Recording >WAKING UP
The Twilight Singers: Powder Burns
|Desc:||CD REVIEW: ARTIST: The Twilight Singers|
|Label:||One Little Indian|
Who would have expected this? Greg Dulli — longtime caricature of post-grunge, stained-tuxedo-shirt excess — leaves his post as the twice-lit cigarette butt in the corner of a neon-bar hallucination, only to re-emerge as a competent rock hero atop a driving wave of power chords and seamless production.
Powder Burns, the fourth album from Dulli’s pluralized alias, the Twilight Singers, heralds a Bold New Beginning from the former Afghan Whig, and he’s not afraid to talk about it.
“I put some habits to sleep,” he says over the phone. “I kind of approached it as a newborn baby. It’s very new to me to record without my ‘friends,’ know what I’m sayin’? It was kind of a new experience to me to actually be present during the recording of a record of mine.
“That’s kind of why not only did we begin recording the record in New Orleans, but we finished it there. I saw a parallel between what I was feeling and what the city was feeling.”
Metaphoric sentimentality aside, Powder Burns seethes with exactly the sort of lasting discomfort its title implies, crushing any potential for a million little whines of rehabilitated self-pity with epic walls of sound and Dulli’s signature desperation wail. Deftly produced by Mike Napolitano and buoyed by collaborations with Joseph Arthur (also produced by Napolitano) and Ani DiFranco (girlfriend of, well, Napolitano), Dulli has never sounded as pertinent or realized as he does here.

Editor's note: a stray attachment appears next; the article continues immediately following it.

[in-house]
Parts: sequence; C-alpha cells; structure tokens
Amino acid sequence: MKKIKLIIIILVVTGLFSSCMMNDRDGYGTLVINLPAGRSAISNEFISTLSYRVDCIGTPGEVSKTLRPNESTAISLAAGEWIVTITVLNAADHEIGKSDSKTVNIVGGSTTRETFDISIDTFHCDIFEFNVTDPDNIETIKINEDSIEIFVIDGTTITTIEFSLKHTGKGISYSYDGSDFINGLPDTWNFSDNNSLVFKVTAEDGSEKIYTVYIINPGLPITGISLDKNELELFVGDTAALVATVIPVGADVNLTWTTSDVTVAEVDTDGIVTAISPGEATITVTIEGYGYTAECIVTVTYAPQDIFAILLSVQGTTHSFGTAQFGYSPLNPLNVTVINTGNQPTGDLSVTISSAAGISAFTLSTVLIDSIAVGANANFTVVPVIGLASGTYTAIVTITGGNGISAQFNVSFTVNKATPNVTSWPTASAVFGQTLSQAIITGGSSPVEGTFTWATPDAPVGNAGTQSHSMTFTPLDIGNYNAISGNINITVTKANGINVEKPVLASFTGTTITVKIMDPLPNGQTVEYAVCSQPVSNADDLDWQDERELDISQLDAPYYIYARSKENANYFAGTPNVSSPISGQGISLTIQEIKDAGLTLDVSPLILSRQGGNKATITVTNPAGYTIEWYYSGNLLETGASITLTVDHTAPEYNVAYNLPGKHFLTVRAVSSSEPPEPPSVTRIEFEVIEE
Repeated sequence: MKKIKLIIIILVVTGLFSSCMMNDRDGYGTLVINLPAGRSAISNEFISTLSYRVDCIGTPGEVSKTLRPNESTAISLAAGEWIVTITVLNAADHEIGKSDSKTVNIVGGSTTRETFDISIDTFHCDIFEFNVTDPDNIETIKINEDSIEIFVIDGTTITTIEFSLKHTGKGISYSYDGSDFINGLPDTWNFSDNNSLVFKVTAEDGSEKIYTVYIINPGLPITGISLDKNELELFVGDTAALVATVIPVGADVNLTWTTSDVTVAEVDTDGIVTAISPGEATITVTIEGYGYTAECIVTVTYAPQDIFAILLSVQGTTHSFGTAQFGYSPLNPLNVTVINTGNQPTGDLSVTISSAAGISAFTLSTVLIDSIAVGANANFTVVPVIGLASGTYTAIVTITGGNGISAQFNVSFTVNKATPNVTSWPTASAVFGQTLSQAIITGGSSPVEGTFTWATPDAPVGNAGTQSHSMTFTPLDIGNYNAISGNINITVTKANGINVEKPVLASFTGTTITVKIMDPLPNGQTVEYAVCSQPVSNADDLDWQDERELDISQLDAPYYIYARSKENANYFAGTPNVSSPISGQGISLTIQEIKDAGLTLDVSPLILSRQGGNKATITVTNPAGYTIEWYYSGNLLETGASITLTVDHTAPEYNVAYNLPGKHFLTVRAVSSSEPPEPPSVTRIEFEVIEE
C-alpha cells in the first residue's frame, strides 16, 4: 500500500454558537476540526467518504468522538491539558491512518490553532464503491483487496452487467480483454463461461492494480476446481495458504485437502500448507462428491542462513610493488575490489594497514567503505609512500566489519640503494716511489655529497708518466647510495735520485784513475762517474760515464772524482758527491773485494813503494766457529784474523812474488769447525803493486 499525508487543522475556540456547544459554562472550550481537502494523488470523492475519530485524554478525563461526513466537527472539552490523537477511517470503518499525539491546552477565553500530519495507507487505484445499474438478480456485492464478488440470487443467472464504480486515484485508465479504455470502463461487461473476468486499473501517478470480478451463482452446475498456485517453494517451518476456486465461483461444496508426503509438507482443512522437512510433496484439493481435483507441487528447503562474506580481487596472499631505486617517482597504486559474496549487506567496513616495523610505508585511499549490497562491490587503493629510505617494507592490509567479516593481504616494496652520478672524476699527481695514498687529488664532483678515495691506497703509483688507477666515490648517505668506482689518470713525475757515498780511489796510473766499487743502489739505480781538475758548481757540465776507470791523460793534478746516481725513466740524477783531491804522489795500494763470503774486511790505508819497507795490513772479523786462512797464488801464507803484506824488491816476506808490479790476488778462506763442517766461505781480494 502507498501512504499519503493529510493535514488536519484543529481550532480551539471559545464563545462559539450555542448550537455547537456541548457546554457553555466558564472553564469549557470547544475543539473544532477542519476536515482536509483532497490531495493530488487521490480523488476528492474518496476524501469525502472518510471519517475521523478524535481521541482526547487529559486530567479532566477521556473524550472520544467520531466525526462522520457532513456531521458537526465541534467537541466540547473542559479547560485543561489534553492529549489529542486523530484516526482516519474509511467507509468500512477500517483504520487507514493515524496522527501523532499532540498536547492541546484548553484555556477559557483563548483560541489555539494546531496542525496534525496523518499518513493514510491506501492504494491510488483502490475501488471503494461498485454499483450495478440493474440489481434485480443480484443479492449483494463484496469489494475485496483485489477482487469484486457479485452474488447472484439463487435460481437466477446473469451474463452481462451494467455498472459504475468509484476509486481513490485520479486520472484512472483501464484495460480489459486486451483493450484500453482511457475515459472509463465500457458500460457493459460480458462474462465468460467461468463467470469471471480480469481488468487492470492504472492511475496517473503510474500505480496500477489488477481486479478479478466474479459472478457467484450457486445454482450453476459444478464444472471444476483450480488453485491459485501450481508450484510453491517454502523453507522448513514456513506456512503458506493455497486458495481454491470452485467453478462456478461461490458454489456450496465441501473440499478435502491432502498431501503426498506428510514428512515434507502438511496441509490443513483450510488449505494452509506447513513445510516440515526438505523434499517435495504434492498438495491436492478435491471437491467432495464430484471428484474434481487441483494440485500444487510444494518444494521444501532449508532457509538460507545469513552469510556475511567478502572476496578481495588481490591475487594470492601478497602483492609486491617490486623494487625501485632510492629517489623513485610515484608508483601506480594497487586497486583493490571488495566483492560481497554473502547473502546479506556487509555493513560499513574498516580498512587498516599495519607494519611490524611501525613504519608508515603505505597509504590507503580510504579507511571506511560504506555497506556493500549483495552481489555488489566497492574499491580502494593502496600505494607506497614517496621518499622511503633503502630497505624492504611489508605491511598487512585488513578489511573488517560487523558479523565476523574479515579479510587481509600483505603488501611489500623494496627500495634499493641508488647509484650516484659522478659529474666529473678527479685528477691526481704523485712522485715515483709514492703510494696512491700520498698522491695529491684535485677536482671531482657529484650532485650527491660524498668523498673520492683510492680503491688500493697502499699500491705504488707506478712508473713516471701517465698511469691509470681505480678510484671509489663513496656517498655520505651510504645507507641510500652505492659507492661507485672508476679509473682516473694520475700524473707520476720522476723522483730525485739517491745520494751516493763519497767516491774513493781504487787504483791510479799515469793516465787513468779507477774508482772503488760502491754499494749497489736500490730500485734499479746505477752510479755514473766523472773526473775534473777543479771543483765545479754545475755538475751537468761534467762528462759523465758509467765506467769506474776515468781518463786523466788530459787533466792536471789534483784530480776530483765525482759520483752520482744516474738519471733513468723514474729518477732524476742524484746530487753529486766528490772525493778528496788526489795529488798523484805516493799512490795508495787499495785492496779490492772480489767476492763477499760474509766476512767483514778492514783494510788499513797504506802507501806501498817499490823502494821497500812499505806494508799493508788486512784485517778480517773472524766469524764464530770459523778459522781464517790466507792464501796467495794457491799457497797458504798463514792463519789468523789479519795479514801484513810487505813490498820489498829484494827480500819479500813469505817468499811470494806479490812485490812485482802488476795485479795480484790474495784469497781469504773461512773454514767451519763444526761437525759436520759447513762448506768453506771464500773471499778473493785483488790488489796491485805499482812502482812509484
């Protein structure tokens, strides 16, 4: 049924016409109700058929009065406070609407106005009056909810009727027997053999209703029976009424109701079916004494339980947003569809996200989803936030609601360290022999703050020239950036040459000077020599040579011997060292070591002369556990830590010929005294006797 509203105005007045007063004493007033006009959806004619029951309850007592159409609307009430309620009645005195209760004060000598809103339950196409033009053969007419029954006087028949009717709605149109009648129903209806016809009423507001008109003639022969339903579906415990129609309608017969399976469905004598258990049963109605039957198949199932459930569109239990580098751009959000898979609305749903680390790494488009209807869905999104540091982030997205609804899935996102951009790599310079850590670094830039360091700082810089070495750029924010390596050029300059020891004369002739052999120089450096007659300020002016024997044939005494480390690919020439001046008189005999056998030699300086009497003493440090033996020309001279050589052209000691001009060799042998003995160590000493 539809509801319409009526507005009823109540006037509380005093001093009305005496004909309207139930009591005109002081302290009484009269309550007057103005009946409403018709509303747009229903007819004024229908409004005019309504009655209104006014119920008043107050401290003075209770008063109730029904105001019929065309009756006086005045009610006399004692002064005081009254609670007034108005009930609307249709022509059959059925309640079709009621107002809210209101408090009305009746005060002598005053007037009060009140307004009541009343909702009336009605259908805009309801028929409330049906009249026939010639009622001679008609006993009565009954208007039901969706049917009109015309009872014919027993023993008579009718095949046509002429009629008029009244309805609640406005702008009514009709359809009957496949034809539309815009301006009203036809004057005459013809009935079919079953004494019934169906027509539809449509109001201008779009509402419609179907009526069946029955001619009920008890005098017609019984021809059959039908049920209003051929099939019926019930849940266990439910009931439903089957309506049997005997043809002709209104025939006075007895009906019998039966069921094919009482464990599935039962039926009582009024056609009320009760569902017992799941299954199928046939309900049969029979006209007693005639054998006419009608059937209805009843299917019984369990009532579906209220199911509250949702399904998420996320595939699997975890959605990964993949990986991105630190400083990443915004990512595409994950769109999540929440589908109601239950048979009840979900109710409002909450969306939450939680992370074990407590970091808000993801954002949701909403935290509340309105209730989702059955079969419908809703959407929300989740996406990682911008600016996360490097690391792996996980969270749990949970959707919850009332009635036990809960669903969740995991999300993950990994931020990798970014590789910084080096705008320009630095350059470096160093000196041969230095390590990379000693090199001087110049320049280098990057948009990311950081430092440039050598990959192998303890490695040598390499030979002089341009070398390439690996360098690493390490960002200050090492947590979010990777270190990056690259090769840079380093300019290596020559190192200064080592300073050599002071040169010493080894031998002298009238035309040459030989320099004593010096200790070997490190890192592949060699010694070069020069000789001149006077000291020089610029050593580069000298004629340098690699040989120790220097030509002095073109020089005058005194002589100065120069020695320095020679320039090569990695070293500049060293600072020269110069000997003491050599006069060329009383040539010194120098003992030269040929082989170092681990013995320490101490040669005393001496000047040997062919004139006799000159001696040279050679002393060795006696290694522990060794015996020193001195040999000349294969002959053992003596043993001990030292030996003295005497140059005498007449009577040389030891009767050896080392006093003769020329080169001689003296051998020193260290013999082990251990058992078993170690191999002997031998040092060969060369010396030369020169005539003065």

Muted trumpets, hand-claps, string flourishes and gospel choirs creep in and sneak away as Dulli battles the age-old demons of a medicated reality like he’s living a movie. (The Wall, perhaps?) But somehow he strikes just the right balance of bombast and subtle reflection to make the emotional exhaustion comfortably contagious, as if to say that this is the best — or last — album ever. Twilight, indeed.
But what of the elusive moniker? Is Greg Dulli the Twilight Singers?
“Well, I’ll tell you. Mark E. Smith from The Fall said something in an interview that I loved. Somebody asked him, ‘Who is The Fall?’ And he said, ‘If it’s me and your grandmother playing bongos, it’s The Fall.’ So to paraphrase Mark E. Smith here, if it’s me and your grandmother playing bongos, then it’s the Twilight Singers.”